Saturday, November 29, 2008

Spinal Arachnoid Cyst-MRI







Spinal arachnoid cysts are relatively uncommon lesions that may be intradural or extradural with the intradural variety being rare . The majority of intradural spinal arachnoid cysts occur in the thoracic region with only 15% in the cervical region and 5% in the lumbar region . Most are dorsal to the spinal cord (80%). Secondary intradural spinal arachnoid cyst formation is uncommon and is known to occur due to various causes such as trauma, surgery, lumbar puncture, intrathecal injections, arachnoiditis and inflammation.
MRI is useful to assess the size, nature and extent of the cystic lesion as well as the mass effect on the cord and associated signs of meningeal inflammation. Increased CSF signal intensity on T1 weighted images leading to loss of CSF–cord interface is strongly suggestive of the arachnoiditis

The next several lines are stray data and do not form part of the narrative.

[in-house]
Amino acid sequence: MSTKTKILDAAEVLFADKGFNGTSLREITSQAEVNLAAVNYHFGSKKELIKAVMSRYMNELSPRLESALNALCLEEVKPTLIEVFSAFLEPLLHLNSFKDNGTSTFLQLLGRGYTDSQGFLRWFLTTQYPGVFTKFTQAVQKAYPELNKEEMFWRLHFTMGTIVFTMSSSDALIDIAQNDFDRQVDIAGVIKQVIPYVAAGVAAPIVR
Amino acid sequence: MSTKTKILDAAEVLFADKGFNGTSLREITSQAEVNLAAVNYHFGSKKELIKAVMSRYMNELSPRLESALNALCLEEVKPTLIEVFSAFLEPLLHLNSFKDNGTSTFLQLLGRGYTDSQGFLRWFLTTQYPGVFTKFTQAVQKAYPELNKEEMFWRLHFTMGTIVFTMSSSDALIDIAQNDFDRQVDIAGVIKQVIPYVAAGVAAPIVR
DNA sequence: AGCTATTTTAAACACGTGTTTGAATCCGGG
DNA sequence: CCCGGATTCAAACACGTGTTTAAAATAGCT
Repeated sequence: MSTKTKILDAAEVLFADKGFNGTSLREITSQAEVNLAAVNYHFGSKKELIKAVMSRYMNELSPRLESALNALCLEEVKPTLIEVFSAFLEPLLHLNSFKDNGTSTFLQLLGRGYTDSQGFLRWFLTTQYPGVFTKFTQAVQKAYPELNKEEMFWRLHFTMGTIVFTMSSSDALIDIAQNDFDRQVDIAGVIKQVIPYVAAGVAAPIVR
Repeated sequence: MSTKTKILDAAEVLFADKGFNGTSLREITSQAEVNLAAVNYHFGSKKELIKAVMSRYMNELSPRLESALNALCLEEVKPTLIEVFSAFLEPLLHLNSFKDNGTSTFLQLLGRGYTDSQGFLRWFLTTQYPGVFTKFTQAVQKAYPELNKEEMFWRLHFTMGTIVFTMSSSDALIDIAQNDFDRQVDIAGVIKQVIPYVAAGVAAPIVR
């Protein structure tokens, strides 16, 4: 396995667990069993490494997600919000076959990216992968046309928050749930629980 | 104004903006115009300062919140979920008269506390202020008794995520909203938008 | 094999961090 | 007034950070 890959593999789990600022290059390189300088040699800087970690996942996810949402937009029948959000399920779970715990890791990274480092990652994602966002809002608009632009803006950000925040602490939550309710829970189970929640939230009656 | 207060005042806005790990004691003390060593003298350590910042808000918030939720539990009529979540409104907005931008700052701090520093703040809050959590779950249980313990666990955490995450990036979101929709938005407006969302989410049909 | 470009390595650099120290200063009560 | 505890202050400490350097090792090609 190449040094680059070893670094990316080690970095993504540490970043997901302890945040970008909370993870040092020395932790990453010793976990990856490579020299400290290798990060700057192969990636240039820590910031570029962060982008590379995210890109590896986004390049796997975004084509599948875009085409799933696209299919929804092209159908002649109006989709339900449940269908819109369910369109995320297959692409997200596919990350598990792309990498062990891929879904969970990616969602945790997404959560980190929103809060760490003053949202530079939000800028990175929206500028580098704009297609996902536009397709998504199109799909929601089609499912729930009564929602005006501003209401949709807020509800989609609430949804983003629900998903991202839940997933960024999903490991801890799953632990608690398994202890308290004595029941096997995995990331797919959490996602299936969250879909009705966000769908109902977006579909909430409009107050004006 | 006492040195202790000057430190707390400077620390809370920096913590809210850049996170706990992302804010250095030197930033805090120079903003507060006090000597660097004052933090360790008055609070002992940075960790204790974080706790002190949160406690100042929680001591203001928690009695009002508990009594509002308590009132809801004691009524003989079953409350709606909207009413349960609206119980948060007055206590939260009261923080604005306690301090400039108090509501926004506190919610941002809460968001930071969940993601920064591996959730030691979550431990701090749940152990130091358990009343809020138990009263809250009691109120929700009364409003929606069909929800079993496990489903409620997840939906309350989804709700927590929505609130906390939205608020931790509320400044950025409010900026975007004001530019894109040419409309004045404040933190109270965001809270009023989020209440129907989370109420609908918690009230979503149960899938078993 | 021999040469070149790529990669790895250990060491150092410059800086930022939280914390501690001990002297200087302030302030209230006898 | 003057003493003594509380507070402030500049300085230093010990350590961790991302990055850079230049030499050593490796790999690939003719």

Differential diagnosis on imaging includes other intradural cystic lesions like dermoids, epidermoids, hydatidosis and cysticercosis. In a rare case reported by Ciftci et al, multiple intradural cysticercosis were found in the basal cistern, cisterna magna, and cervical subarachnoid space which were isointense with cerebrospinal fluid both on T2 and T1 weighted images Dermoid can be diagnosed by presence of fat and midline in location, epidermoid are bright on spinal difusion where available. Hydatids are better diagnosed by exclusion. Inflammatory etiology with TB can be suggested by sepate, flow signal aberrations and leptomeningeal enhancement apart from brain findings.

Case by Dr MGK Murthy, Sr Consultant Radiologist
Teleradiology Providers

1 comment:

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